Have you ever sipped The Republic of Tea’s British Breakfast Black Tea, Earl Greyer Black Tea, or Mango Ceylon Black Tea? If so, you have experienced the exquisite flavor and superior quality of Sri Lankan black tea.
The island nation of Sri Lanka, formerly known as Ceylon, is the source of 5% of the global tea supply. The local tea industry employs nearly one million people, many of whom are women, and contributes $1.5 billion to the country’s economy.
Sri Lanka’s history of tea production dates back to 1867, and women have played—and continue to play—an essential role in this story. Through their skills, strength, and dedication, these women drive local economies and boost their communities in the process.
The Mission of Women of Tea: Sri Lanka
With the Ethical Tea Partnership the PALM Foundation, The Republic of Tea launched the Women of Tea: Sri Lanka program in 2018. The goal of this program is to improve the nutrition, health, hygiene, and financial literacy of women, men, and children on tea estates.
Within the first year of the program, we worked with over 11,000 people to increase access to healthy foods, host nutrition and hygiene training programs, establish community kitchens and home gardens, and build field toilets and breastfeeding stations for workers.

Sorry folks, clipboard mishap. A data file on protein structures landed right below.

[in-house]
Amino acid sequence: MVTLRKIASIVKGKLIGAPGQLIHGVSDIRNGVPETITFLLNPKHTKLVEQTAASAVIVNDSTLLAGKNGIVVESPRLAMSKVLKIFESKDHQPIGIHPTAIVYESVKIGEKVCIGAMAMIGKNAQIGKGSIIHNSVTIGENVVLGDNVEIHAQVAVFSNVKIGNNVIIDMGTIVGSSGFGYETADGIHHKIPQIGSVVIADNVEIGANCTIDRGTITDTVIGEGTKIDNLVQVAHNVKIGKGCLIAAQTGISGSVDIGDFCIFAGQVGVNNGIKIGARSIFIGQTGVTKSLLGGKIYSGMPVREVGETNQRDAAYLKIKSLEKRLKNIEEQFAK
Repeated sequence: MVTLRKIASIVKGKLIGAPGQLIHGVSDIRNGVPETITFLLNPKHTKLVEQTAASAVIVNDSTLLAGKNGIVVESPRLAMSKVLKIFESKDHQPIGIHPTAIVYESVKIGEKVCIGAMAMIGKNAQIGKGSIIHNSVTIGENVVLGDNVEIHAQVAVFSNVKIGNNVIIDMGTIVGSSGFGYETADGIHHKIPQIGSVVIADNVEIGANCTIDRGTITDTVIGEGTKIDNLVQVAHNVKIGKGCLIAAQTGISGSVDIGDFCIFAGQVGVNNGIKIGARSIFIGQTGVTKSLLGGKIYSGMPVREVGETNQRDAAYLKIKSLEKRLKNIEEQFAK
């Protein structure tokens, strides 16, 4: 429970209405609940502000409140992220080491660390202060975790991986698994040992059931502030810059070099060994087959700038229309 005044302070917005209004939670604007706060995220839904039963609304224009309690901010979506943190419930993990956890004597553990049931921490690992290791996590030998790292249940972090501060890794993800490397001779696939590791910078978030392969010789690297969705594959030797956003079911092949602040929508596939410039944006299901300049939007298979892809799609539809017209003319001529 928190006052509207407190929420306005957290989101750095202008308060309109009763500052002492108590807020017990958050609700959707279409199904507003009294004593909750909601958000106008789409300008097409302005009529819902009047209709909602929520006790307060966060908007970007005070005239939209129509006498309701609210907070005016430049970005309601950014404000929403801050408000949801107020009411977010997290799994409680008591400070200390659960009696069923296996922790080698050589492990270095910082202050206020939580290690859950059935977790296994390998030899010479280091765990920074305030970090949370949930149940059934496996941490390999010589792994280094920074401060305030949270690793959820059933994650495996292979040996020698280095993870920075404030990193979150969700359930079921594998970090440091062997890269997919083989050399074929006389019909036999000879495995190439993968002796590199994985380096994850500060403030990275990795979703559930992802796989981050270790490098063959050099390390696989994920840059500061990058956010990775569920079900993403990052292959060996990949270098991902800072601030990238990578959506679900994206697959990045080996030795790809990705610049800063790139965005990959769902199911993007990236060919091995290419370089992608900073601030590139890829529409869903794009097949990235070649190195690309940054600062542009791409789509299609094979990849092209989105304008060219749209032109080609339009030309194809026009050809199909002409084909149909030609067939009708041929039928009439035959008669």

Empowering women to plant and grow their own food at home enables them to cook and consume more varied and nutritious diets, while saving money on groceries. Meanwhile, community kitchens allow workers to access healthful meals on the tea estates.
2020 Women of Tea: Sri Lanka Update
Since the inception of Women of Tea: Sri Lanka two years ago, more than 27,000 people and 6 gardens have benefited from the program’s training and workshops.
- 1200 Organic home gardens established
- 6 Community kitchens established
- 3000 Fruit trees planted
- 16 Field toilets built
- 292 Water, hygiene, and sanitation training classes
- 423 Awareness trainings and cooking demonstrations on balanced diets
- 189 Household financial management workshops
- 18 Breastfeeding stations built
We have witnessed firsthand the impact that these initiatives have had on thousands of Sri Lankan women and their families. Mrs. Krishnaveni, a tea worker at the Pedro Estate, Nuwara Eliya in Sri Lanka, has inspired us through her journey within the program.
After the launch of Women of Tea: Sri Lanka, Mrs. Krishnaveni participated in a hands-on meal preparation training. With these newly acquired skills, she has upgraded her family’s staple diet of flour and rice to a varied diet of roti (flatbread), pittu (rice flour and coconut dish), soups and other dishes that incorporate vegetables, fruits, eggs and vitamin-rich ingredients.
The changes in her household’s food behavior have spread throughout her local community and empowered other women to make the same changes. As we continue to elevate more women like Mrs. Krishnaveni, we look onward to a ripple effect that will continually bring prosperity to the tea communities of Sri Lanka.